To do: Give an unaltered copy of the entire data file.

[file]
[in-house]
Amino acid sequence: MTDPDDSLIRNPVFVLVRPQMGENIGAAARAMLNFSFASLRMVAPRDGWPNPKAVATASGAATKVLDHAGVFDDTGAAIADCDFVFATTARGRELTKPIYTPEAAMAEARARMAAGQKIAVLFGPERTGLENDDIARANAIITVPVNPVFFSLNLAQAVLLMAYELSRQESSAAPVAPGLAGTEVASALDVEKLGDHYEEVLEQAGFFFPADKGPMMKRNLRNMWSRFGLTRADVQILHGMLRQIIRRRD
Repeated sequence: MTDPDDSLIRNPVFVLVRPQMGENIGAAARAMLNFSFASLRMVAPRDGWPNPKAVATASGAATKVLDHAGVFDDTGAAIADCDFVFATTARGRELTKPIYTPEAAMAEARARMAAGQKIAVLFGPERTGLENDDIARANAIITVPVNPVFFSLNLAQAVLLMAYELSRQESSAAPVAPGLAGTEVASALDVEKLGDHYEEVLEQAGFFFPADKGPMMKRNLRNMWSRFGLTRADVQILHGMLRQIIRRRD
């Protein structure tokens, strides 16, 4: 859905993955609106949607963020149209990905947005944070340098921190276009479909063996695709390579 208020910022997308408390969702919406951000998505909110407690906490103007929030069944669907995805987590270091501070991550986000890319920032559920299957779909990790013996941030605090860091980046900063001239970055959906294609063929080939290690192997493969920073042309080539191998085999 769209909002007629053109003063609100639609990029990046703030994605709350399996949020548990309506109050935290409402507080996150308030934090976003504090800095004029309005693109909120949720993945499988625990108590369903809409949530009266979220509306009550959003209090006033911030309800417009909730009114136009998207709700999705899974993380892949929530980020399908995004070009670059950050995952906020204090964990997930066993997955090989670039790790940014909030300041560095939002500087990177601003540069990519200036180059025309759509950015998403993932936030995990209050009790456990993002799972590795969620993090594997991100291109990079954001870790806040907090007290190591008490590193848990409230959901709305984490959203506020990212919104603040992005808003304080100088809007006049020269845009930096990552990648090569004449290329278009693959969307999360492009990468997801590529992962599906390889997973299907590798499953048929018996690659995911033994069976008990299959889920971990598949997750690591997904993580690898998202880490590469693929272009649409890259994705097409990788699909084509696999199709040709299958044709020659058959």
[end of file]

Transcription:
[in-house]
Amino acid sequence: MTDPDDSLIRNPVFVLVRPQMGENIGAAARAMLNFSFASLRMVAPRDGWPNPKAVATASGAATKVLDHAGVFDDTGAAIADCDFVFATTARGRELTKPIYTPEAAMAEARARMAAGQKIAVLFGPERTGLENDDIARANAIITVPVNPVFFSLNLAQAVLLMAYELSRQESSAAPVAPGLAGTEVASALDVEKLGDHYEEVLEQAGFFFPADKGPMMKRNLRNMWSRFGLTRADVQILHGMLRQIIRRRD
Repeated sequence: MTDPDDSLIRNPVFVLVRPQMGENIGAAARAMLNFSFASLRMVAPRDGWPNPKAVATASGAATKVLDHAGVFDDTGAAIADCDFVFATTARGRELTKPIYTPEAAMAEARARMAAGQKIAVLFGPERTGLENDDIARANAIITVPVNPVFFSLNLAQAVLLMAYELSRQESSAAPVAPGLAGTEVASALDVEKLGDHYEEVLEQAGFFFPADKGPMMKRNLRNMWSRFGLTRADVQILHGMLRQIIRRRD
């Protein structure tokens, strides 16, 4: 859905993955609106949607963020149209990905947005944070340098921190276009479909063996695709390579 208020910022997308408390969702919406951000998505909110407690906490103007929030069944669907995805987590270091501070991550986000890319920032559920299957779909990790013996941030605090860091980046900063001239970055959906294609063929080939290690192997493969920073042309080539191998085999 769209909002007629053109003063609100639609990029990046703030994605709350399996949020548990309506109050935290409402507080996150308030934090976003504090800095004029309005693109909120949720993945499988625990108590369903809409949530009266979220509306009550959003209090006033911030309800417009909730009114136009998207709700999705899974993380892949929530980020399908995004070009670059950050995952906020204090964990997930066993997955090989670039790790940014909030300041560095939002500087990177601003540069990519200036180059025309759509950015998403993932936030995990209050009790456990993002799972590795969620993090594997991100291109990079954001870790806040907090007290190591008490590193848990409230959901709305984490959203506020990212919104603040992005808003304080100088809007006049020269845009930096990552990648090569004449290329278009693959969307999360492009990468997801590529992962599906390889997973299907590798499953048929018996690659995911033994069976008990299959889920971990598949997750690591997904993580690898998202880490590469693929272009649409890259994705097409990788699909084509696999199709040709299958044709020659058959």